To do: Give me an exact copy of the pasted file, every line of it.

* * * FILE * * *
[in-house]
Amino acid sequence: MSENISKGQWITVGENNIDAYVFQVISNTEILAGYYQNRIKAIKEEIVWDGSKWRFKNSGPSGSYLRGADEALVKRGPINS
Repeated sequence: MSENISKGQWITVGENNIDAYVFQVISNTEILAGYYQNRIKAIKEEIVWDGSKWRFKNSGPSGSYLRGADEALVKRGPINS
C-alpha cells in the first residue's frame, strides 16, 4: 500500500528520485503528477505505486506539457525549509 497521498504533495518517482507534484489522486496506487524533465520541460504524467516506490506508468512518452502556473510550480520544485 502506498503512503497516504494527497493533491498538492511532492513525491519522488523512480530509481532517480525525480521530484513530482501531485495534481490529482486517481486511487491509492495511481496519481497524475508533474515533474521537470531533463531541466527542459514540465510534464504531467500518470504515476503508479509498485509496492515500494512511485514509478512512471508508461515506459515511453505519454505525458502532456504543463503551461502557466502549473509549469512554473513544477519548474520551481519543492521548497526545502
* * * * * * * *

[in-house]
Amino acid sequence: MSENISKGQWITVGENNIDAYVFQVISNTEILAGYYQNRIKAIKEEIVWDGSKWRFKNSGPSGSYLRGADEALVKRGPINS
Repeated sequence: MSENISKGQWITVGENNIDAYVFQVISNTEILAGYYQNRIKAIKEEIVWDGSKWRFKNSGPSGSYLRGADEALVKRGPINS
C-alpha cells in the first residue's frame, strides 16, 4: 500500500528520485503528477505505486506539457525549509 497521498504533495518517482507534484489522486496506487524533465520541460504524467516506490506508468512518452502556473510550480520544485 502506498503512503497516504494527497493533491498538492511532492513525491519522488523512480530509481532517480525525480521530484513530482501531485495534481490529482486517481486511487491509492495511481496519481497524475508533474515533474521537470531533463531541466527542459514540465510534464504531467500518470504515476503508479509498485509496492515500494512511485514509478512512471508508461515506459515511453505519454505525458502532456504543463503551461502557466502549473509549469512554473513544477519548474520551481519543492521548497526545502